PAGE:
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Photo by Roger Marshall
Photo by Roger Marshall

Bottom Painting

It is the time of year when most sailors are painting their boats’ bottoms. Many like to do the job themselves but have questions when choosing and applying the right paint.

Begin by answering these four questions.

How fast is your boat?
If you have a fast boat, maybe a 20- to 30-knot powerboat, you’ll need a “hard” bottom paint (known as a contact leaching paint) or the impact of water on the boat’s bottom will simply wear it away, leaving you with no protection.

Ablative paints wear away as the boat goes through the water. These paints are best on mid-range and moderate speed craft, such as sailboats. They slowly erode and will eventually disappear. This says that the paint thickness is the governing factor in how efficient the anti-fouling is.

Self-polishing copolymer (SPC) paints wear away in a manner similar to ablative paints, but the antifouling chemicals are bound in with the paint layer and only react with salt water. Note that only the layer of paint in contact with seawater reacts. Bottom layers are unaffected until the paint erodes enough. For this reason, a boat painted with SPC paint can be hauled and relaunched without having to be repainted.

Boats that move slowly or stay in one place can use the older (and cheaper) rosin-based paints. In most cases, these paints require that the boat be launched within 24 hours of painting.

How foul is the water in which your boat floats?
If the water is very foul, such as in bays where rivers meet the ocean, you need a paint with lots of biocides. Copper is a biocide, but today’s paints contain more than just copper. These days, Irgarol, zinc and other biocides are added to bottom paint to minimize the amount of copper and to reduce the cost of the paint.

When a boat first goes into the water, the paint works properly for a month or so, then a layer of slime builds up. This slime layer slows the leaching of the copper biocide and eventually marine life gains a foothold in the slime layer. As “cling-ons” become more prevalent, the biocide cannot reach the outer layers to stop cling-ons gaining a foothold. By preventing the buildup of slime using products such as Biolux and Irgarol, the copper biocide works much more effectively, over a longer period than a paint without it.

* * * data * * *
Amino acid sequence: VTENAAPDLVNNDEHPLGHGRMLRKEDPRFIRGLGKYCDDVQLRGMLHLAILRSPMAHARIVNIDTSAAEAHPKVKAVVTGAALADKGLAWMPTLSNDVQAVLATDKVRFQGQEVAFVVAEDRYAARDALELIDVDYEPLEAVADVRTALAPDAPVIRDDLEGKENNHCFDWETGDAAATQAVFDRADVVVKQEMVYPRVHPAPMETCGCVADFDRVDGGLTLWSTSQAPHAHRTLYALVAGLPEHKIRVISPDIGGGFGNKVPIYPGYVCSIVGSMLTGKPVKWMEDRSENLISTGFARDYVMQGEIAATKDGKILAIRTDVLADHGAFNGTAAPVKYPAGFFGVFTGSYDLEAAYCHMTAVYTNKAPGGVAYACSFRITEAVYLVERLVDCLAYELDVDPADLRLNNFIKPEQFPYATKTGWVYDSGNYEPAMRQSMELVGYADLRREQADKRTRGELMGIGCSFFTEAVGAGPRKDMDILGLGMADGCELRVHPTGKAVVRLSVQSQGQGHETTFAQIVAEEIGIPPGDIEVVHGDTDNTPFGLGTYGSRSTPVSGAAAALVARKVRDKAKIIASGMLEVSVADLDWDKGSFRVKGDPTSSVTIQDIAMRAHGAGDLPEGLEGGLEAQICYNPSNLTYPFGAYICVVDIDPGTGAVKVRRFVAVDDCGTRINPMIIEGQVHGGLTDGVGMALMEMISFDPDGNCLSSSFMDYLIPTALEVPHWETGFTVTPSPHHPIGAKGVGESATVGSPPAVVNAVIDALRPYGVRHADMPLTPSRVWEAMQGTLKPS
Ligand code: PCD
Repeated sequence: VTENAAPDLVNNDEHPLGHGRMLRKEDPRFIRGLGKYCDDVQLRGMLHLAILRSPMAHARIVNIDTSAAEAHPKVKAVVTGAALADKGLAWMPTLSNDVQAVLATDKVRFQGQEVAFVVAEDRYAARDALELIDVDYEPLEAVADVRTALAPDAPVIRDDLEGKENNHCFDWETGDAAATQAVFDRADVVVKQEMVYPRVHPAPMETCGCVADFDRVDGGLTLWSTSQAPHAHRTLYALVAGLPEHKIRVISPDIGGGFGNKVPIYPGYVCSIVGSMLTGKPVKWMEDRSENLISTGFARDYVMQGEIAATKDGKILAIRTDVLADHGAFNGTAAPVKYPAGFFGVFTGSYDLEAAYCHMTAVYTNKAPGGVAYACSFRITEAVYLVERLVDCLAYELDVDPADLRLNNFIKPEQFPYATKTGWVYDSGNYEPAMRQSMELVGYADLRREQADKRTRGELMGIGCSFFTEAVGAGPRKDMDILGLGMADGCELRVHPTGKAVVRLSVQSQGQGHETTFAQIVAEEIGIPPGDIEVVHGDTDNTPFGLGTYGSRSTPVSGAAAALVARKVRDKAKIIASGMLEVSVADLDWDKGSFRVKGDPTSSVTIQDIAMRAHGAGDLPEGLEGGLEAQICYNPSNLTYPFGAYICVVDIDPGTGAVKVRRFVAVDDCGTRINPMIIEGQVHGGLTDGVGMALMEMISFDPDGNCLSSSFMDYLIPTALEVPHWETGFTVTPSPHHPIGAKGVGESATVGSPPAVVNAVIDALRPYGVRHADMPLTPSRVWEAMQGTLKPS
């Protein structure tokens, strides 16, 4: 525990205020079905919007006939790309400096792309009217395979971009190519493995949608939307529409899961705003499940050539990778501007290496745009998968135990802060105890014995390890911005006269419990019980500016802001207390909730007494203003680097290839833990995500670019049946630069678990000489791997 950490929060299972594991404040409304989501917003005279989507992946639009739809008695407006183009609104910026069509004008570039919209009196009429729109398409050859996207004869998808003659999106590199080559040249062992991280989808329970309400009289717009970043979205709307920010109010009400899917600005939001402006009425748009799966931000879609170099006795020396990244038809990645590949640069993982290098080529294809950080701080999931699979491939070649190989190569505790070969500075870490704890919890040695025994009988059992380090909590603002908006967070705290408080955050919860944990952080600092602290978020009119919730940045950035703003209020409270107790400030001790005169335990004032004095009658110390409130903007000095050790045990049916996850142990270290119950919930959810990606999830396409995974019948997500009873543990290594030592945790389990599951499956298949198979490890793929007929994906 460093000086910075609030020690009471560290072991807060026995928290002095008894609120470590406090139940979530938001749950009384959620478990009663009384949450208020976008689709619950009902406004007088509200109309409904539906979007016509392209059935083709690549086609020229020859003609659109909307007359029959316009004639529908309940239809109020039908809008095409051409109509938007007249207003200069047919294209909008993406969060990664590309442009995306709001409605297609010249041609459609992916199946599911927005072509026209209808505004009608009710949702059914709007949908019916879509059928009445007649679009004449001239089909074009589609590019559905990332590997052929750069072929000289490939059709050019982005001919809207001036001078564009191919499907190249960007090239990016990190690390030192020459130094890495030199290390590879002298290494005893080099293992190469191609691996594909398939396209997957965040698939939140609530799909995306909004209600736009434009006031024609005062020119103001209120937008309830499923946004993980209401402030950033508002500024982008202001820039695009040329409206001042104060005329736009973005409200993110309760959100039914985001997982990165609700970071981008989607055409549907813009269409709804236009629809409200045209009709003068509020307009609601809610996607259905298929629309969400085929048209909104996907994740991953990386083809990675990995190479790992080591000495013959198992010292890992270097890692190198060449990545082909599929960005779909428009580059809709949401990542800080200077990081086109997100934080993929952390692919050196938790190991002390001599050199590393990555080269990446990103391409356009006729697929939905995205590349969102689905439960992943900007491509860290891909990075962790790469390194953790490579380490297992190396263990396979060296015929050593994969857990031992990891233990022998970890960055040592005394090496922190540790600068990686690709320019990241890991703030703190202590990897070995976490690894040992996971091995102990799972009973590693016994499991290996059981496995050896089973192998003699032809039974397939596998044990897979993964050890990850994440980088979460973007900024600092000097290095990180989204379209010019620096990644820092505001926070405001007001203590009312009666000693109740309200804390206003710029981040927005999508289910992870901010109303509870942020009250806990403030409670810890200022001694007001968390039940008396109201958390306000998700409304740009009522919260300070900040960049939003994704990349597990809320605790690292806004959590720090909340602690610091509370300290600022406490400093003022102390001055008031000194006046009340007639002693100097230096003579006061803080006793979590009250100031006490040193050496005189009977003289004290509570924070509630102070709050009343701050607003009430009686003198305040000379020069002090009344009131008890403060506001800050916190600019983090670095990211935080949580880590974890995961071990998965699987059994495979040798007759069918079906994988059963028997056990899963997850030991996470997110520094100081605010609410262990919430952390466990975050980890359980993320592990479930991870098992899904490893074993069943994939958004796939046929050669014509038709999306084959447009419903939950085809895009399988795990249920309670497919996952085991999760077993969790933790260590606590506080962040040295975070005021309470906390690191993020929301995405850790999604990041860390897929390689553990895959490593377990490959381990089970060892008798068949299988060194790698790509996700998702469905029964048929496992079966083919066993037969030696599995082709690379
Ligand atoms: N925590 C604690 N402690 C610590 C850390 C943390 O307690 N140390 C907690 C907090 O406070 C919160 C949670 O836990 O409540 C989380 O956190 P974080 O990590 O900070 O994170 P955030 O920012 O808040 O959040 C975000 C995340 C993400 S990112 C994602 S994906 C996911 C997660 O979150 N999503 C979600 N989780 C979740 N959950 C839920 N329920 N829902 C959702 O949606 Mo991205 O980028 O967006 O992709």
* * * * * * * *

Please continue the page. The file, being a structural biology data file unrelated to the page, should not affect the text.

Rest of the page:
How warm is the water where your boat is?
Warm water breeds more cling-ons, so you’ll need a stronger paint. Warm water in estuaries and tidal flats has high levels of growth so your paint will need a high level of biocides.

How often do you use your boat?
If you use your boat regularly, you can probably use an ablative paint. One of the big advantages of ablative paints is that you don’t have to sand them off at the end of the season – they should have eroded away. If you dry sail your boat or trail it regularly, you should get an antifouling that can be used year after year without recoating. Many antifouling paints oxidize when the boat is hauled out of the water, which means they stop working. A few are formulated to work every time they are put in the water and stop working when they are taken out. Trailer owners should look for a multi-season paint.

This table lists paints from the major manufacturers. A few additional brands from other manufacturers may also be available. It does not include store labeled brands which might be made by one of the majors and relabeled.

 

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